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How AU's boycott of London Libya meeting may hurt Africa's interests

The African Union may be frustrated that the Western powers didn't give their Libya mediation efforts a chance, but analysts say the AU's refusal to join today's international meeting in London limits Africa's influence.

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Among the African nations most suspicious of Western motives is South Africa, says Adam Habib, a political scientist and deputy chancellor of the University of Johannesburg.

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South Africa’s ruling party, the African National Congress, once relied on Western human rights groups and diplomatic pressure to help end the racist rule of the apartheid regime, but now it views those same human rights arguments as unwanted interference in their national interests.

“There is a disconnect about Libya and [Ivory Coast],” says Mr. Habib, who personally has argued forcefully for an intervention in Libya on human rights grounds. “It’s about intervention, it’s about how we don’t trust Western intentions, it’s about whether they [Western countries] have a hidden agenda.”

Missed opportunity?

What is unclear is why the AU didn’t take the opportunity of this conference in London to put all these frustrations and suspicions on the table, and to argue forcefully its own alternative viewpoint on how to resolve the crisis in Libya.

While there may be differences within the AU about what specific action should be taken in Libya, its vote to seek a mediated settlement shows that the AU does have its own interests and values to protect. But if it doesn’t show up for such a meeting, ask analysts like Mr. Kornegay, how does it expect the world to act in accordance with those interests and values?

In London, British Prime Minister David Cameron and French President Nicolas Sarkozy issued a joint statement on Monday calling on Qaddafi to step down from power before it was “too late.”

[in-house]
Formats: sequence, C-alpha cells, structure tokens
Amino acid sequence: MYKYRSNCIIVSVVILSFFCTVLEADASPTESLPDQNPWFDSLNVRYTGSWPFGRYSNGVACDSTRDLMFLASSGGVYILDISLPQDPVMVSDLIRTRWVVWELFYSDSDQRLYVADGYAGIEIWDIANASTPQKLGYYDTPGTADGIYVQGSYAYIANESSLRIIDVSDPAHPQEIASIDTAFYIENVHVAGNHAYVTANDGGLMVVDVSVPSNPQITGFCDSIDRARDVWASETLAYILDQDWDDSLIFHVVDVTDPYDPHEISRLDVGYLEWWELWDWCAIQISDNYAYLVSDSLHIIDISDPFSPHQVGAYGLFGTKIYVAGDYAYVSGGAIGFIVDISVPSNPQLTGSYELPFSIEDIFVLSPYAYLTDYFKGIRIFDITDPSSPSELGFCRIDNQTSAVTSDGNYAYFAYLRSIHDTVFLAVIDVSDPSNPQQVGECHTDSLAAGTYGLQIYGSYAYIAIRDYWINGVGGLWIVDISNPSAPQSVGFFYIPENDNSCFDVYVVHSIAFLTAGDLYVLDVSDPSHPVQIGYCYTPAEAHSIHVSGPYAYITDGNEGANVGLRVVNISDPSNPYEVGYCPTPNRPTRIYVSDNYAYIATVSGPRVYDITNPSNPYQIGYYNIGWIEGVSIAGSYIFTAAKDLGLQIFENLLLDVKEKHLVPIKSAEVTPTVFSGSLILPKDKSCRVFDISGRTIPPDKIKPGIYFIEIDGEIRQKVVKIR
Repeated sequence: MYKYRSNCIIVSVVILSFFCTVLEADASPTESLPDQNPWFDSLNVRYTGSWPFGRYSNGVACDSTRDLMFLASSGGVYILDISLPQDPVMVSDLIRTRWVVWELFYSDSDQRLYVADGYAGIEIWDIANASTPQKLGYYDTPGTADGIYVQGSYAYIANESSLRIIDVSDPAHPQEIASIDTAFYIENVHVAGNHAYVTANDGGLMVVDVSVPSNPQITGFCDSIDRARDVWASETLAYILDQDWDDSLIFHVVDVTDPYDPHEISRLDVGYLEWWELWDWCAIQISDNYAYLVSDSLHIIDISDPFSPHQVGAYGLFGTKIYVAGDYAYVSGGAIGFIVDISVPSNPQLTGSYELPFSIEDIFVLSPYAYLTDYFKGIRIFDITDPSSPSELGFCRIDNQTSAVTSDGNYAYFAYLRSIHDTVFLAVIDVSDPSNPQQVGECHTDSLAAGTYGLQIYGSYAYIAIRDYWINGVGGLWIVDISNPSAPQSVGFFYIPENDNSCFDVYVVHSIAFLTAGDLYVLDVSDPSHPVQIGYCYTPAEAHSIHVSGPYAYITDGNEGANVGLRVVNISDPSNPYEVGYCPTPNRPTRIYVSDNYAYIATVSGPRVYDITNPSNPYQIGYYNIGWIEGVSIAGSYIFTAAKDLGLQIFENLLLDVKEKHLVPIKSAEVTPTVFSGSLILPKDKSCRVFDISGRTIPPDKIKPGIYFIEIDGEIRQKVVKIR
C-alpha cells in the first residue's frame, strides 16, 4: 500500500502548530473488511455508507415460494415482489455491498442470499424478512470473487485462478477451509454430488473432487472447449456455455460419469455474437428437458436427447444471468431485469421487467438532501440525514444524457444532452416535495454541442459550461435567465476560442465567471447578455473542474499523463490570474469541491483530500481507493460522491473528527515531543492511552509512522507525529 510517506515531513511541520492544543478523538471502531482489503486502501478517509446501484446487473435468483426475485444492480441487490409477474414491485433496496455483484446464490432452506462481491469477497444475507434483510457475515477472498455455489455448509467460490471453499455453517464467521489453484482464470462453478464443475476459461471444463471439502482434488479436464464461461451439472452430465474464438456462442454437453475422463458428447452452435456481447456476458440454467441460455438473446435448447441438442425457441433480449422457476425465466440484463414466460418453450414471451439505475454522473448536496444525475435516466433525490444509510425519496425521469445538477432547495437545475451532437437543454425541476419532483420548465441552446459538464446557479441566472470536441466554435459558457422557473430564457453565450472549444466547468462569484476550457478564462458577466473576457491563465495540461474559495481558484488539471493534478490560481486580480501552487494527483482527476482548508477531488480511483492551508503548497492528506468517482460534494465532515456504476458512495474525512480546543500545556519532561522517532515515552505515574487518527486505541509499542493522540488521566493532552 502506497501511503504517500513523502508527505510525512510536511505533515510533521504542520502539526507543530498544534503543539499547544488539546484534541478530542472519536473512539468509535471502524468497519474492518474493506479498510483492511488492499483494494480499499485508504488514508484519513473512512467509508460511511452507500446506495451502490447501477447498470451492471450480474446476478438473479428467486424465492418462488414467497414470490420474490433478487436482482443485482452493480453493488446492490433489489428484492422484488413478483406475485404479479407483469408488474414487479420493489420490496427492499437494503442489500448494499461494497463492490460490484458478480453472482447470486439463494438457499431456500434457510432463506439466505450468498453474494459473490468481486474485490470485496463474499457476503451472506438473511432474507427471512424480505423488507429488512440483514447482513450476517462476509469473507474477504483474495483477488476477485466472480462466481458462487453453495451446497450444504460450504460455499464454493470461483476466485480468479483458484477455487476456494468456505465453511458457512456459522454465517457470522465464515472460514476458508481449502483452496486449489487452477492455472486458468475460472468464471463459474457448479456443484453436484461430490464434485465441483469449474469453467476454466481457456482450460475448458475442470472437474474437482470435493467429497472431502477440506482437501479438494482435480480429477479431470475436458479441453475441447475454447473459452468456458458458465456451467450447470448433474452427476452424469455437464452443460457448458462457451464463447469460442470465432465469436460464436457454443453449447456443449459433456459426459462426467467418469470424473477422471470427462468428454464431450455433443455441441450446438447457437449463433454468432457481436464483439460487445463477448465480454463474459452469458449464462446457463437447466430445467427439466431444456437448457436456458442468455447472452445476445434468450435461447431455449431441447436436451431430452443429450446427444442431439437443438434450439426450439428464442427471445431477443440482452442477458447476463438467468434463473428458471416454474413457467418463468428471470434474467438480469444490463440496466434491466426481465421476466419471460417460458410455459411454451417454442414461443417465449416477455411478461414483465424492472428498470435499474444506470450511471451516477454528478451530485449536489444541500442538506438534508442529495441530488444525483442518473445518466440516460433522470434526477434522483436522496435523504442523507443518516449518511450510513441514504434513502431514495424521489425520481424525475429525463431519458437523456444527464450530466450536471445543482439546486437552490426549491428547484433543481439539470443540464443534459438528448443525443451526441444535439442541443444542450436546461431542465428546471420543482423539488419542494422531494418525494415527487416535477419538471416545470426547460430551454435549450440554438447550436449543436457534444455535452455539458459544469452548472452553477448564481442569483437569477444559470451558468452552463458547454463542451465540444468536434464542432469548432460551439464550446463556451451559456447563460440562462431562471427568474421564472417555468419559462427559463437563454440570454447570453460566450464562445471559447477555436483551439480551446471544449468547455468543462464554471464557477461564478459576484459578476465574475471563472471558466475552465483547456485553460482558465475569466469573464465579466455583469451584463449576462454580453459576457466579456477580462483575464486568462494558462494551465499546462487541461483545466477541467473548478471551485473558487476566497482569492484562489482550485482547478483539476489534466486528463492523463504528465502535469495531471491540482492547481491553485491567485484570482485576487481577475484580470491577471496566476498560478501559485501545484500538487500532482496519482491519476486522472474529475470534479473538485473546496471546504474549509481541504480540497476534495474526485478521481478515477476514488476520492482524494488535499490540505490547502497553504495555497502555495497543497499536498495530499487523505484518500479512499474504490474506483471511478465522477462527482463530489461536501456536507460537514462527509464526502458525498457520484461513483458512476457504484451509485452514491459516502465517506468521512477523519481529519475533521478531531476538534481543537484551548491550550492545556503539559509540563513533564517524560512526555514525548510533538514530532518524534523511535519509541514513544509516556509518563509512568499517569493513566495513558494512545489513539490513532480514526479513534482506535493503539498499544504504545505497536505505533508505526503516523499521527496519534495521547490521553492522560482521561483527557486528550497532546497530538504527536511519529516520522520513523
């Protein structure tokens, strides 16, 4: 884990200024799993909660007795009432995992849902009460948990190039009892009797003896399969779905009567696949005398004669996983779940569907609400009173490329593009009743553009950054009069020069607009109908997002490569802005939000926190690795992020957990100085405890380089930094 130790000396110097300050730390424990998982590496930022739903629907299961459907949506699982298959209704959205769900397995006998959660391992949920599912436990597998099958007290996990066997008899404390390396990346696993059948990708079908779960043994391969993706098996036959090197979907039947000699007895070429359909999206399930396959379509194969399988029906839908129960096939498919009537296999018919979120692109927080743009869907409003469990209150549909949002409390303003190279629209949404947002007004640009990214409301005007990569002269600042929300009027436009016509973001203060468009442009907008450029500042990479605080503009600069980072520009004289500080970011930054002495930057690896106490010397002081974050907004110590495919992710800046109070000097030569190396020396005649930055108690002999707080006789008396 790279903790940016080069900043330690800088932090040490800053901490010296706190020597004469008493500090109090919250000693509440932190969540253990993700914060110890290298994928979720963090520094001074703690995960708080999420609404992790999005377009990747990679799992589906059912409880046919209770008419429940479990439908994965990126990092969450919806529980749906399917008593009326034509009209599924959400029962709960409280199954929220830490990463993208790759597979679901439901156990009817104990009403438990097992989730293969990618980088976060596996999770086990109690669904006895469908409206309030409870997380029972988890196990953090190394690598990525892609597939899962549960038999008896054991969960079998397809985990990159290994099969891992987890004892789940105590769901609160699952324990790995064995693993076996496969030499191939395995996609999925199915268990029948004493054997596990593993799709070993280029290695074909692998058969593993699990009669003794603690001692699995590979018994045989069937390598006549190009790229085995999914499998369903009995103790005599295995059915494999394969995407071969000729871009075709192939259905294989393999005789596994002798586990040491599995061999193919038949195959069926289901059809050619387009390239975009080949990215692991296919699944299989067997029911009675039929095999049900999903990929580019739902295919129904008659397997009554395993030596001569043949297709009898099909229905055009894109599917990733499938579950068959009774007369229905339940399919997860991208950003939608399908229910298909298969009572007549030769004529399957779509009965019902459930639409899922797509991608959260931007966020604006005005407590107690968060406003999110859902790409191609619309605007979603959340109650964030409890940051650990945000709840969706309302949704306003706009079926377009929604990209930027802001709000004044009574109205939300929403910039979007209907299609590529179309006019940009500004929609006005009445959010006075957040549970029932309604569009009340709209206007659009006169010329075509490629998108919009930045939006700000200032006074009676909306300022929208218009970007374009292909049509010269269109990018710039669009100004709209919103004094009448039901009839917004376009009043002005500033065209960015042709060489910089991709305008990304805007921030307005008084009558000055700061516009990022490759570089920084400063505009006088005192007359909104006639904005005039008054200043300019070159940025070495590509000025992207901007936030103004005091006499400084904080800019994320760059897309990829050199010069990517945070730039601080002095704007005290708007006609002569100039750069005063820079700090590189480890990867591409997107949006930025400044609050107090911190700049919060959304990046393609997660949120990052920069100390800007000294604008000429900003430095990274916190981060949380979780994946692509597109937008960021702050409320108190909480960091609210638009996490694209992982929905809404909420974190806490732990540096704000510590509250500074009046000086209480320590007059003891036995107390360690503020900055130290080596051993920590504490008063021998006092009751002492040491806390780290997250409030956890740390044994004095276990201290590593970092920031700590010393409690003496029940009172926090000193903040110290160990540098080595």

"We call on all Libyans who believe that Qaddafi is leading Libya into a disaster to take the initiative now to organize a transition process," Mr. Cameron and Mr. Sarkozy said in a statement.

Separately, President Obama said Monday night: “It should be clear to those around Qaddafi, and to every Libyan, that history is not on Qaddafi’s side. With the time and space that we have provided for the Libyan people, they will be able to determine their own destiny, and that is how it should be.”

But Uganda's President Yoweri Museveni says the West is applying "double standards" by pushing for a no-fly zone in Libya, but not in other conflict zones.

"We have been appealing to the UN to impose a no-fly zone over Somalia so as to impede the free movement of terrorists, linked to Al Qaeda that killed Americans on September 11th, killed Ugandans last July and have caused so much damage to the Somalis, without success," Mr. Museveni said in a March 20 statement. "Why? Are there no human beings in Somalia similar to the ones in Benghazi? Or is it because Somalia does not have oil which is not fully controlled by the western oil companies on account of Qaddafi's nationalist posture?"

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